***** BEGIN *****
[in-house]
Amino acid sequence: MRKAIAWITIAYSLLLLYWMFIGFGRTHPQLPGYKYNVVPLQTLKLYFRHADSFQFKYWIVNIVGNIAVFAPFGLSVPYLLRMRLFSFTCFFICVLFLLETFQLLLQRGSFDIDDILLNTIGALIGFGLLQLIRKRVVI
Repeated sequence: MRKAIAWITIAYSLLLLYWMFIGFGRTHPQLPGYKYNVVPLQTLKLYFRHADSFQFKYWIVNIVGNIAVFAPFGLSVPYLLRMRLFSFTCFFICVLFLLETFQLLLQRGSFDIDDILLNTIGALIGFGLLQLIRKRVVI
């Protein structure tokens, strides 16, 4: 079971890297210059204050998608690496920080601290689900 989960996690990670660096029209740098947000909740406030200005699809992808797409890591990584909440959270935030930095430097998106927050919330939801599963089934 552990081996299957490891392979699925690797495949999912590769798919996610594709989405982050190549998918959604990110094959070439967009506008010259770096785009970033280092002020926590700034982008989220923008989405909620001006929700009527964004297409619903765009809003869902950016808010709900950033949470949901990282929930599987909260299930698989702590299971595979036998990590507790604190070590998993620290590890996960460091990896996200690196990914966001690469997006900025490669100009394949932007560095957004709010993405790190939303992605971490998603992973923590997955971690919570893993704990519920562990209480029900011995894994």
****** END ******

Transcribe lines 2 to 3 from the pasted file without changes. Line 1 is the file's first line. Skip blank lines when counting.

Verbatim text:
Amino acid sequence: MRKAIAWITIAYSLLLLYWMFIGFGRTHPQLPGYKYNVVPLQTLKLYFRHADSFQFKYWIVNIVGNIAVFAPFGLSVPYLLRMRLFSFTCFFICVLFLLETFQLLLQRGSFDIDDILLNTIGALIGFGLLQLIRKRVVI
Repeated sequence: MRKAIAWITIAYSLLLLYWMFIGFGRTHPQLPGYKYNVVPLQTLKLYFRHADSFQFKYWIVNIVGNIAVFAPFGLSVPYLLRMRLFSFTCFFICVLFLLETFQLLLQRGSFDIDDILLNTIGALIGFGLLQLIRKRVVI